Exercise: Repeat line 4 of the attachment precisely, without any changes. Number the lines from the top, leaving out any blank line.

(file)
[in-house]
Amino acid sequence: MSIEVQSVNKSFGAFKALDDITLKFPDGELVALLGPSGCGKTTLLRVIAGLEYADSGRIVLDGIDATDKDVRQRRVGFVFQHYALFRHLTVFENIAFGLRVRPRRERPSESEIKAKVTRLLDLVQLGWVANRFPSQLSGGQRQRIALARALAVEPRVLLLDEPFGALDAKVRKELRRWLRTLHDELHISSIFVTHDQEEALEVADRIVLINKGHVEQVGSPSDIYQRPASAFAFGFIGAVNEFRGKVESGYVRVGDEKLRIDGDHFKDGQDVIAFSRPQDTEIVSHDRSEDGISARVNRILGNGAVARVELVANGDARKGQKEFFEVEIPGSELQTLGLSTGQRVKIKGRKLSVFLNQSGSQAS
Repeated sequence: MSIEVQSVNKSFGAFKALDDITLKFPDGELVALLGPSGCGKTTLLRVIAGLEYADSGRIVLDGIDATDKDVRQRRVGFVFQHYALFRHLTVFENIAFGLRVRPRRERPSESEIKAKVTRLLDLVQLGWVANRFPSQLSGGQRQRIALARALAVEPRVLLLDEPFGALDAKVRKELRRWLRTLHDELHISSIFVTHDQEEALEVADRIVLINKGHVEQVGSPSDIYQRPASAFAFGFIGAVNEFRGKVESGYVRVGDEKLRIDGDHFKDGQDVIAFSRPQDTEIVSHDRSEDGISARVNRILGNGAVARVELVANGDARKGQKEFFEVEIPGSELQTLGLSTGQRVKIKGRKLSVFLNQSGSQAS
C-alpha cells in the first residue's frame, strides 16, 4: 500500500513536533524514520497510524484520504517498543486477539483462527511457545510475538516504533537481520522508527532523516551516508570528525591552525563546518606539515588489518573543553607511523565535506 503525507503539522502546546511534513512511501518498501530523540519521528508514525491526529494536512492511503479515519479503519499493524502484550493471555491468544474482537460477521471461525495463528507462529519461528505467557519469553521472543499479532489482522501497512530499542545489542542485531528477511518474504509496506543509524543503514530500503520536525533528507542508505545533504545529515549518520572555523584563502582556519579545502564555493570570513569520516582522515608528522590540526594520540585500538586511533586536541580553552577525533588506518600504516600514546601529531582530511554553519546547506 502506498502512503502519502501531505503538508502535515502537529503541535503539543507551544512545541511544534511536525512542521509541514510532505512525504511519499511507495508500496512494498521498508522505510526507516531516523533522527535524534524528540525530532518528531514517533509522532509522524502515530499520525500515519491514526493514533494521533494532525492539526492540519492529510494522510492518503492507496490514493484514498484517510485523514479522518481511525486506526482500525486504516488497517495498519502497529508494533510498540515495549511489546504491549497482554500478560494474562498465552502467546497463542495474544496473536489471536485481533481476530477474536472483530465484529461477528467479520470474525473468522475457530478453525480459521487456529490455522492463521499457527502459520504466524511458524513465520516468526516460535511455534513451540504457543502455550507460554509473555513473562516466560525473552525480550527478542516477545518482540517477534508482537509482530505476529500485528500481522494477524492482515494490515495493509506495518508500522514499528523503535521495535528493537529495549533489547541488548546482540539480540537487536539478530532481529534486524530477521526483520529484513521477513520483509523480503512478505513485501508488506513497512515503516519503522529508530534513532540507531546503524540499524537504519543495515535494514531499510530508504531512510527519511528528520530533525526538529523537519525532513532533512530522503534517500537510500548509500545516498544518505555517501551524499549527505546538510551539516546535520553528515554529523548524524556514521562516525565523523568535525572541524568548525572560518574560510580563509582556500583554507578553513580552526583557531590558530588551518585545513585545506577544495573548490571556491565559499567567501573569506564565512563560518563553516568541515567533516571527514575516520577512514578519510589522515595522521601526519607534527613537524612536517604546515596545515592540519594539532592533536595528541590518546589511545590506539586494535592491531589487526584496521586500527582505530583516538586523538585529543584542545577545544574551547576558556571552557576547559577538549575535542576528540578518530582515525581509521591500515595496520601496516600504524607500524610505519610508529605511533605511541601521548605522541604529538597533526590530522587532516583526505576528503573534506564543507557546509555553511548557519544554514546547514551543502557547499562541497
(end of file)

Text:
C-alpha cells in the first residue's frame, strides 16, 4: 500500500513536533524514520497510524484520504517498543486477539483462527511457545510475538516504533537481520522508527532523516551516508570528525591552525563546518606539515588489518573543553607511523565535506 503525507503539522502546546511534513512511501518498501530523540519521528508514525491526529494536512492511503479515519479503519499493524502484550493471555491468544474482537460477521471461525495463528507462529519461528505467557519469553521472543499479532489482522501497512530499542545489542542485531528477511518474504509496506543509524543503514530500503520536525533528507542508505545533504545529515549518520572555523584563502582556519579545502564555493570570513569520516582522515608528522590540526594520540585500538586511533586536541580553552577525533588506518600504516600514546601529531582530511554553519546547506 502506498502512503502519502501531505503538508502535515502537529503541535503539543507551544512545541511544534511536525512542521509541514510532505512525504511519499511507495508500496512494498521498508522505510526507516531516523533522527535524534524528540525530532518528531514517533509522532509522524502515530499520525500515519491514526493514533494521533494532525492539526492540519492529510494522510492518503492507496490514493484514498484517510485523514479522518481511525486506526482500525486504516488497517495498519502497529508494533510498540515495549511489546504491549497482554500478560494474562498465552502467546497463542495474544496473536489471536485481533481476530477474536472483530465484529461477528467479520470474525473468522475457530478453525480459521487456529490455522492463521499457527502459520504466524511458524513465520516468526516460535511455534513451540504457543502455550507460554509473555513473562516466560525473552525480550527478542516477545518482540517477534508482537509482530505476529500485528500481522494477524492482515494490515495493509506495518508500522514499528523503535521495535528493537529495549533489547541488548546482540539480540537487536539478530532481529534486524530477521526483520529484513521477513520483509523480503512478505513485501508488506513497512515503516519503522529508530534513532540507531546503524540499524537504519543495515535494514531499510530508504531512510527519511528528520530533525526538529523537519525532513532533512530522503534517500537510500548509500545516498544518505555517501551524499549527505546538510551539516546535520553528515554529523548524524556514521562516525565523523568535525572541524568548525572560518574560510580563509582556500583554507578553513580552526583557531590558530588551518585545513585545506577544495573548490571556491565559499567567501573569506564565512563560518563553516568541515567533516571527514575516520577512514578519510589522515595522521601526519607534527613537524612536517604546515596545515592540519594539532592533536595528541590518546589511545590506539586494535592491531589487526584496521586500527582505530583516538586523538585529543584542545577545544574551547576558556571552557576547559577538549575535542576528540578518530582515525581509521591500515595496520601496516600504524607500524610505519610508529605511533605511541601521548605522541604529538597533526590530522587532516583526505576528503573534506564543507557546509555553511548557519544554514546547514551543502557547499562541497